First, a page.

Published on March 27, 2018

We’ve got your back—and neck

Wincing from back or neck pain?

Neck painThen here’s good news: In most cases, soreness gets better on its own in a few weeks. But if your pain lingers—or it’s severe—you might want to turn to the new Neck and Back Pain Program at Mercy Fitzgerald and Mercy Philadelphia.

The program’s team of specialists crafts a personalized treatment to restore function and improve quality of life. Whether you have a bulging disk, pinched nerve or arthritis in your spine—to name just a few possibilities—you’ll receive expert care from specially trained physical therapists to fellowship-trained pain interventionalists and neurosurgeons.

What’s more, “We always try to manage back pain conservatively,” says Mercy Pain Management’s Paige McLaughlin, MD, who leads the program. Surgery may be advised when it’s likely to have significant benefits and other treatments aren’t working.

Among the nonsurgical treatments available at the center are:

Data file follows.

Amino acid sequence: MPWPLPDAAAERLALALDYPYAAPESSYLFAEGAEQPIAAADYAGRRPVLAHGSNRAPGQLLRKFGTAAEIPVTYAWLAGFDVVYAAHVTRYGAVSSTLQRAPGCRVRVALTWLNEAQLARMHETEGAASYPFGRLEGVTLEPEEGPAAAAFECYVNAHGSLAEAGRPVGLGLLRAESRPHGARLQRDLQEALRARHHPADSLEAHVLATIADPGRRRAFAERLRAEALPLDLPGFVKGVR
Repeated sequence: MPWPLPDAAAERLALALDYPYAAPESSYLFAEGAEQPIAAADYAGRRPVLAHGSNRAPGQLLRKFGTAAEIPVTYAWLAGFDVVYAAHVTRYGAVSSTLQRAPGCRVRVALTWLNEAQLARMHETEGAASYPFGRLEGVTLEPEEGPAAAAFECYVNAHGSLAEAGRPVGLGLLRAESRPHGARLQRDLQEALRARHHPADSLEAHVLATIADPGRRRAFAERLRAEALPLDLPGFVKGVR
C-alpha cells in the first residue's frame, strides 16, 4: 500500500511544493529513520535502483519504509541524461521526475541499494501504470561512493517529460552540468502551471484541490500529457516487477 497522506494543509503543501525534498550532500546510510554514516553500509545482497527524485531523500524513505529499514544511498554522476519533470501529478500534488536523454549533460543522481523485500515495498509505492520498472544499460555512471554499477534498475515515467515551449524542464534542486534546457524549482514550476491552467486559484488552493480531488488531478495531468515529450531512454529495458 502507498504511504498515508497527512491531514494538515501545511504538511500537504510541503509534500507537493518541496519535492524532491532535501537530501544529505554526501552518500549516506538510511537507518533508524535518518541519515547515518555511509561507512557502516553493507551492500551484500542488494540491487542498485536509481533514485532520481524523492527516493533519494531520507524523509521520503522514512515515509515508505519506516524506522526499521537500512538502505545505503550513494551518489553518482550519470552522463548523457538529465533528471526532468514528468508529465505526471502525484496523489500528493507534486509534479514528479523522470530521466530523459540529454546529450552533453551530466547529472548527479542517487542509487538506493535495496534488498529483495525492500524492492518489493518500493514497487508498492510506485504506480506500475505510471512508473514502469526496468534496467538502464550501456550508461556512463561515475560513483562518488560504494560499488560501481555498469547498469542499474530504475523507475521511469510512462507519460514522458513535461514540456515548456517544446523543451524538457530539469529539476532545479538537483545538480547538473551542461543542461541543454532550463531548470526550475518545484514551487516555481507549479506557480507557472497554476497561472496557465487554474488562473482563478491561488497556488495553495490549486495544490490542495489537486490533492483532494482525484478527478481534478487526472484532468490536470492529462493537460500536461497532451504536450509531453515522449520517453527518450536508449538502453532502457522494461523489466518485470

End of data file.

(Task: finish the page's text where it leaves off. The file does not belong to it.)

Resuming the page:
Oral pain medicine. The program emphasizes non-opioid approaches to pain management. There are many safe and effective medication options—and some might surprise you. For example, low doses of certain antidepressants can help ease some types of chronic back pain.

Physical therapy. This can strengthen your muscles, improve your flexibility and help you move without pain.

Nutrition therapy. A registered dietitian can help you trim down if extra pounds are straining your back.

Injections. Dr. McLaughlin can administer spinal injections—under x-ray guidance—to diagnose or treat back pain.

If these or other treatments don’t make your back pain better and surgery is necessary, Mercy’s partnership with Jefferson Neurosurgery, led by Henry Kesler, MD, provides minimally invasive surgical options.